NEW – Latest Activity Uploads

Every month or so, I like to bring you, dear reader, up to date with the latest activity uploads to our online activity database.

The last time I did this was late in 2022, so I have some catching up to do, too.

Ten or more activities have been uploaded since then, not to mention a bunch of new variations, leadership tips and programming advice. Featuring a wide variety of activities, here’s a quick glimpse of some of our brand-new favourites.


Upside Down

While a little intensive in terms of equipment and resources, this group initiative is a real gem. It’s totally fun, but also really challenging for most groups to accomplish well, whatever that means. It’s ideally suited to the outdoors, and even better if the weather is warm to hot. Hint, this activity involves water.


Story Swap

Hand holding a We Engage card playing Story SwapMy good friend Chad Littlefield offers this wonderfully insightful partner activity, using his equally fantastic We Engage Cards. Grab these cards, or pull together your own set of evocative images, and distribute them among your group. There are many variations, and all of them invite story-telling and sharing in a safe space. Without exception, the use of this activity always, always, always stirs up stories that the rest of one’s group does not know.



Two people playing Chopsticks

I learned this fast-paced partner game from the son and daughter of close family friends, who as ten-year-olds could not wait to teach me, because they knew of my interest in fun games. Perfect for any size group, you need nothing more than a few minutes to describe and/or demonstrate the rules, and then all you have to do is form pairs and observe the interplay. The more you play, the more you learn what it takes to win. So, yes, this is intensely competitive, but in the funnest way possible.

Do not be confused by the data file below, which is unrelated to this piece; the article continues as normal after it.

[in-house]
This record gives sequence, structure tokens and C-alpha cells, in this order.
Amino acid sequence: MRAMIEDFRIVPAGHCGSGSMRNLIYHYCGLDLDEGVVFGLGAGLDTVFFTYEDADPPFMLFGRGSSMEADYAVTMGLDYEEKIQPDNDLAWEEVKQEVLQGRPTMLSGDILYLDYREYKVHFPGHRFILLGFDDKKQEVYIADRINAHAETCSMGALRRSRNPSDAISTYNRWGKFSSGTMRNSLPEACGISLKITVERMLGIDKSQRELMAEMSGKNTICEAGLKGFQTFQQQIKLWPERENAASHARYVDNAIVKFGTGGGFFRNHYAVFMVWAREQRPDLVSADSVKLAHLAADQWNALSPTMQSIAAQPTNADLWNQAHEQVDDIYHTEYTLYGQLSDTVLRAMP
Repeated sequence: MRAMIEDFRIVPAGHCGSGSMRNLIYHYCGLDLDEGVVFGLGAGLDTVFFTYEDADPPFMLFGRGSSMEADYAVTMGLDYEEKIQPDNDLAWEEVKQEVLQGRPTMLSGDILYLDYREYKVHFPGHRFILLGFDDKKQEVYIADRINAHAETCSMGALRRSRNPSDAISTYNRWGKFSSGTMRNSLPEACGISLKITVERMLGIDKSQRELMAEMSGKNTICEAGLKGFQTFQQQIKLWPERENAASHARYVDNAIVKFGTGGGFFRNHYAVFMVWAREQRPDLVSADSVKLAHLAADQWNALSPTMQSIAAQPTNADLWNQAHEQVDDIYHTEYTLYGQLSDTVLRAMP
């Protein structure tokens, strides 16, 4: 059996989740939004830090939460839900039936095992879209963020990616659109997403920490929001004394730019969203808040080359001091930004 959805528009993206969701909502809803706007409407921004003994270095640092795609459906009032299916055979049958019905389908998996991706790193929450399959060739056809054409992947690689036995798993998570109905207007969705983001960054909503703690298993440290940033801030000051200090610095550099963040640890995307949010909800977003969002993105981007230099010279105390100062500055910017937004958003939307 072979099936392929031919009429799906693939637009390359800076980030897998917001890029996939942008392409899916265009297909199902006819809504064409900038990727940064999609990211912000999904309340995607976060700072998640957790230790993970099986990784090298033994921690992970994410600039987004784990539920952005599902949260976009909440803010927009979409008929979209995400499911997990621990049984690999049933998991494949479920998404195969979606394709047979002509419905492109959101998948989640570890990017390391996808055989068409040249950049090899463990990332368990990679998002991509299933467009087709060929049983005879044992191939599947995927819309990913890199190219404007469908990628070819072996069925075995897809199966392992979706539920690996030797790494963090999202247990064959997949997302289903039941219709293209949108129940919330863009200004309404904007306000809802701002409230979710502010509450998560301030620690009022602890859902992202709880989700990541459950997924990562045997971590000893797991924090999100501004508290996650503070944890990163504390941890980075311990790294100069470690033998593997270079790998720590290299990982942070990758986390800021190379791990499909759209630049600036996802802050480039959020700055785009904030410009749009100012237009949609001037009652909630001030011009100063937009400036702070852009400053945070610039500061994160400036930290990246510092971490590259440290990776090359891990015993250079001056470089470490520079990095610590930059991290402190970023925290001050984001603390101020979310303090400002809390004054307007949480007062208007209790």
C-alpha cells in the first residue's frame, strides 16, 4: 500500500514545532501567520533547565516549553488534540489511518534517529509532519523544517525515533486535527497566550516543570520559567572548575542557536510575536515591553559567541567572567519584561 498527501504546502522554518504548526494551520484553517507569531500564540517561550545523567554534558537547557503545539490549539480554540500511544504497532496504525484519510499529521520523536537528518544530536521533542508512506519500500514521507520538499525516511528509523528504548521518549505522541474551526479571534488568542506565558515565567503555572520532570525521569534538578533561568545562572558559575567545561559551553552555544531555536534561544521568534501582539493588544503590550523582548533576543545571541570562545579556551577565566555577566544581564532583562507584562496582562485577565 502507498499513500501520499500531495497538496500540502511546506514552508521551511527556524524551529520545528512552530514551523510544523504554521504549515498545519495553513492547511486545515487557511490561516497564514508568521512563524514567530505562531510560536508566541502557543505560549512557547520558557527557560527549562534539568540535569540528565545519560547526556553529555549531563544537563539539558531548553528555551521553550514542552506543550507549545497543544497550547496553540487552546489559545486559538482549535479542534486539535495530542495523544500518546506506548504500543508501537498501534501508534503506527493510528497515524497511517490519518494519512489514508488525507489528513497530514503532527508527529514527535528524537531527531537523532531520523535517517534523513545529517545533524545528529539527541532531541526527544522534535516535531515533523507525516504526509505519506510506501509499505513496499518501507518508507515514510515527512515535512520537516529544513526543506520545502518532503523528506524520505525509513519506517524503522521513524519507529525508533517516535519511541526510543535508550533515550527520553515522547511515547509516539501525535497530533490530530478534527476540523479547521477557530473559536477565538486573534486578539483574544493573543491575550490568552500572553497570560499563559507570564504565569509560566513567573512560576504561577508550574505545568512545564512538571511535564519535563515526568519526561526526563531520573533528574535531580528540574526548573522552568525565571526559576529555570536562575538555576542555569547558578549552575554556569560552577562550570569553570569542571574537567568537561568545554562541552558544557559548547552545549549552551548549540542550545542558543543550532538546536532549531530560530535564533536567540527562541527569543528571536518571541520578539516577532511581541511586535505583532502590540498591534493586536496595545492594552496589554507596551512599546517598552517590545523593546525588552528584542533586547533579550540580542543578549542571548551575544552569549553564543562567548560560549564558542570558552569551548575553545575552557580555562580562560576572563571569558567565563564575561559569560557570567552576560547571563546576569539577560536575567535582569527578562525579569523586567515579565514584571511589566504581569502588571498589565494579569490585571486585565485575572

Texas Big Foot

Group playing Texas Big Foot

This quick, simple and very effective energiser is inspired by none other than Karl Rohnke. I’ll never forget my first time trying to achieve this group stunt, only to discover that it wasn’t possible. Or is it? You tell me. All you need is a large wide open space, and a group willing to challenge boundaries as they take three giant steps.


Porcupine Progression

Porcupine Progression puzzle

Another one inspired by Karl Rohnke, this team puzzle has been a staple of my repertoire for 33+ years. Full disclosure, I never worked out the solution on my own – I had to rely on someone much smarter than me to show me the way. The solution is equal parts brilliant and simple wrapped in a stunning design. And don’t worry – if you can’t work out this puzzle either, let me know and I’ll send you a photo of the solution.


Remember, these are only half of what has been uploaded recently.

Be sure to check out the full list here (note, uploads are listed by most recent by default.)

Have FUNN.


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